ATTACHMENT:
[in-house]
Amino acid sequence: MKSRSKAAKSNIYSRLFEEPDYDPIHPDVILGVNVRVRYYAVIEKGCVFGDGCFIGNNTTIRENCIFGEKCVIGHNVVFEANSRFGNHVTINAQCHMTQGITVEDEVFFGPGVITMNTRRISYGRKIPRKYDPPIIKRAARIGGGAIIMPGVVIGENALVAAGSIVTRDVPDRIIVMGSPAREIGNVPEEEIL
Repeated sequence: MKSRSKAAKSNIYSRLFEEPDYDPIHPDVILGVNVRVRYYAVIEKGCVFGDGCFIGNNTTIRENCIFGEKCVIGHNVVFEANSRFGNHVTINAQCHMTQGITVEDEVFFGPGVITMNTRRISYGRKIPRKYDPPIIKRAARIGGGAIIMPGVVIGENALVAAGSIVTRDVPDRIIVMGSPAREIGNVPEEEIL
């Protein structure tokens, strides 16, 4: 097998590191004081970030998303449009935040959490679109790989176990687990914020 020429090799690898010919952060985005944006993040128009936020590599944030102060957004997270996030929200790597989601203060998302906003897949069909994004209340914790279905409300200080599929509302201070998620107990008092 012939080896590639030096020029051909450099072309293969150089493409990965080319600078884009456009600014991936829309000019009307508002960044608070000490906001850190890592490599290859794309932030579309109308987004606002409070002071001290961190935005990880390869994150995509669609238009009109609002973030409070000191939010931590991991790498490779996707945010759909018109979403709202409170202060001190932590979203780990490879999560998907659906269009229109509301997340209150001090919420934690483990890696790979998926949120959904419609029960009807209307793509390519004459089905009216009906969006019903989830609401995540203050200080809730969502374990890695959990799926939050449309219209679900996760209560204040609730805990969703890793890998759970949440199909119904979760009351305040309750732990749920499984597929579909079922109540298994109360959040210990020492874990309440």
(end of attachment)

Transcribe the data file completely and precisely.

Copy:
[in-house]
Amino acid sequence: MKSRSKAAKSNIYSRLFEEPDYDPIHPDVILGVNVRVRYYAVIEKGCVFGDGCFIGNNTTIRENCIFGEKCVIGHNVVFEANSRFGNHVTINAQCHMTQGITVEDEVFFGPGVITMNTRRISYGRKIPRKYDPPIIKRAARIGGGAIIMPGVVIGENALVAAGSIVTRDVPDRIIVMGSPAREIGNVPEEEIL
Repeated sequence: MKSRSKAAKSNIYSRLFEEPDYDPIHPDVILGVNVRVRYYAVIEKGCVFGDGCFIGNNTTIRENCIFGEKCVIGHNVVFEANSRFGNHVTINAQCHMTQGITVEDEVFFGPGVITMNTRRISYGRKIPRKYDPPIIKRAARIGGGAIIMPGVVIGENALVAAGSIVTRDVPDRIIVMGSPAREIGNVPEEEIL
């Protein structure tokens, strides 16, 4: 097998590191004081970030998303449009935040959490679109790989176990687990914020 020429090799690898010919952060985005944006993040128009936020590599944030102060957004997270996030929200790597989601203060998302906003897949069909994004209340914790279905409300200080599929509302201070998620107990008092 012939080896590639030096020029051909450099072309293969150089493409990965080319600078884009456009600014991936829309000019009307508002960044608070000490906001850190890592490599290859794309932030579309109308987004606002409070002071001290961190935005990880390869994150995509669609238009009109609002973030409070000191939010931590991991790498490779996707945010759909018109979403709202409170202060001190932590979203780990490879999560998907659906269009229109509301997340209150001090919420934690483990890696790979998926949120959904419609029960009807209307793509390519004459089905009216009906969006019903989830609401995540203050200080809730969502374990890695959990799926939050449309219209679900996760209560204040609730805990969703890793890998759970949440199909119904979760009351305040309750732990749920499984597929579909079922109540298994109360959040210990020492874990309440």